Directors’ Duties In and Around the Zone of Insolvency

by Zack A. Clement, Travis Torrence

Apr 13, 2010

(TMA Global)  

During these challenging economic times, as publicly traded and private companies face cash-flow problems, operational issues, and other financial difficulties, individuals serving as directors and officers must be cognizant of the issues associated with their roles as fiduciaries and must keep abreast of the evolving legal landscape of corporate governance.

It is well-settled that directors of solvent Delaware corporations generally owe fiduciary duties to the corporation and its shareholders and that those of insolvent corporations owe fiduciary duties to exercise their business judgment in the best interest of the insolvent corporation. However, a grey area exists for directors of corporations that are solvent but operating within the zone of insolvency. This article examines the fiduciary duties that directors owe to shareholders and creditors when a company is solvent, insolvent, or in the vicinity of insolvency.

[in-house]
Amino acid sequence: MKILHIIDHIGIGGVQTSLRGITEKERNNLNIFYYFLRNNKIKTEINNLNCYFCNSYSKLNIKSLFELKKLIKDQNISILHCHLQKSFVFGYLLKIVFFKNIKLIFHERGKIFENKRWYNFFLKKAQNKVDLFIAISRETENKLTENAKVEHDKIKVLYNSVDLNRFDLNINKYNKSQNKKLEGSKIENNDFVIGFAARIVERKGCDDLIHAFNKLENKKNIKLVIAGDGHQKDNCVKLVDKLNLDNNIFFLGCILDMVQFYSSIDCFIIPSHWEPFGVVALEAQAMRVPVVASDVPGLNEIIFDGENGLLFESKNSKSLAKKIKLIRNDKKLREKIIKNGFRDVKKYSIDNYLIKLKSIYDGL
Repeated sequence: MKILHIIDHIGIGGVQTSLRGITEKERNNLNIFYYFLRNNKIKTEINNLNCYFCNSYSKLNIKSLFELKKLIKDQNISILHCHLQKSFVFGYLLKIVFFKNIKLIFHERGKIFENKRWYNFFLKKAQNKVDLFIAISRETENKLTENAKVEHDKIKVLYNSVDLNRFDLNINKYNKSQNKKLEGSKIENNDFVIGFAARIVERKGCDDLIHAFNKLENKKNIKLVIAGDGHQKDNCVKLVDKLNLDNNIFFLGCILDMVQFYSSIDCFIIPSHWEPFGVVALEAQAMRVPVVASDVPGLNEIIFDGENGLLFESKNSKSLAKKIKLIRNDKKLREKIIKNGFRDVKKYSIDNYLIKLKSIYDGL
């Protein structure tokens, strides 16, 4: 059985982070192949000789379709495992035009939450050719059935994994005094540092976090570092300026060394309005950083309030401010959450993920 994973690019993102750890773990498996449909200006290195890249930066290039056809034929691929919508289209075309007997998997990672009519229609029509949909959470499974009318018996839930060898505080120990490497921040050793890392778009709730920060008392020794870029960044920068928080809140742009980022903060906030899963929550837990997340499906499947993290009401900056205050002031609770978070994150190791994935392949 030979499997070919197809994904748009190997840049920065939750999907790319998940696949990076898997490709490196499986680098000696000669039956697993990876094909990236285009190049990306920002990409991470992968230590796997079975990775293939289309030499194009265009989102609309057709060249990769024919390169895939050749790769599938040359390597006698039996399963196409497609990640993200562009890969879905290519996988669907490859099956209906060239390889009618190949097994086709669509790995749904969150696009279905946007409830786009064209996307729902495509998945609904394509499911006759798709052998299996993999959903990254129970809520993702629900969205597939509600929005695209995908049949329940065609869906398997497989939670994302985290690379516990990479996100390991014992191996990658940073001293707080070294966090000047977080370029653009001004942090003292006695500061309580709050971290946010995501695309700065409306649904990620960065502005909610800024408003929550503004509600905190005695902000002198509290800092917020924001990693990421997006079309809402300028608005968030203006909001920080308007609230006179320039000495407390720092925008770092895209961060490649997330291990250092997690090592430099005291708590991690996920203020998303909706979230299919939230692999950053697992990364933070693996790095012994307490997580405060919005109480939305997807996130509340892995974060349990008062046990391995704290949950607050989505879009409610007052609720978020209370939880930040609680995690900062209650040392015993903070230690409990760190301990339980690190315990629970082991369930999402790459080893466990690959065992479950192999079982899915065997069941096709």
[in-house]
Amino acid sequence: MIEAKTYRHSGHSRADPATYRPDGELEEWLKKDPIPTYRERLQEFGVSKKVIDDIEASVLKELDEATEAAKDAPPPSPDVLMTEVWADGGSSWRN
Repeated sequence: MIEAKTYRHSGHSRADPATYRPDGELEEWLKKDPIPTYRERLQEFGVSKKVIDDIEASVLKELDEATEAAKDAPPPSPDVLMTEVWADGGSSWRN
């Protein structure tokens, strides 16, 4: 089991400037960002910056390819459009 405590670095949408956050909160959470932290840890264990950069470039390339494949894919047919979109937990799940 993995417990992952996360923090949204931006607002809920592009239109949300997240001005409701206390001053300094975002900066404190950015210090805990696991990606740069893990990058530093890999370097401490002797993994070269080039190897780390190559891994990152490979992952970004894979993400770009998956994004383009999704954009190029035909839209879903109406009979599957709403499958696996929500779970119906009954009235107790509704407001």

Solvent Corporations

It is well-settled that the directors of a solvent corporation owe a fiduciary duty to the corporation and its shareholders. N. Am. Catholic Educ. Programming Found., Inc. v. Gheewalla, 930 A.2d 92, 99 (Del. 2007). Further, under Delaware law, directors owe no such duty to the corporation’s creditors. Id. In North American Catholic Educational Programming Foundation, Inc. v. Gheewalla, the Delaware Supreme Court recently emphasized that:

While shareholders rely on directors acting as fiduciaries to protect their interests, creditors are afforded protection through contractual agreements, fraud and fraudulent conveyance law, implied covenants of good faith and fair dealing, bankruptcy law, general commercial law and other sources of creditor rights. Delaware courts have traditionally been reluctant to expand existing fiduciary duties. Accordingly, “the general rule is that directors do not owe creditors duties beyond the relevant contractual terms.” 

A director’s fiduciary duty to the corporation and its shareholders consists of two components—the duty of care and the duty of loyalty. The business judgment rule customarily protects directors from judicial scrutiny in their performance of these duties.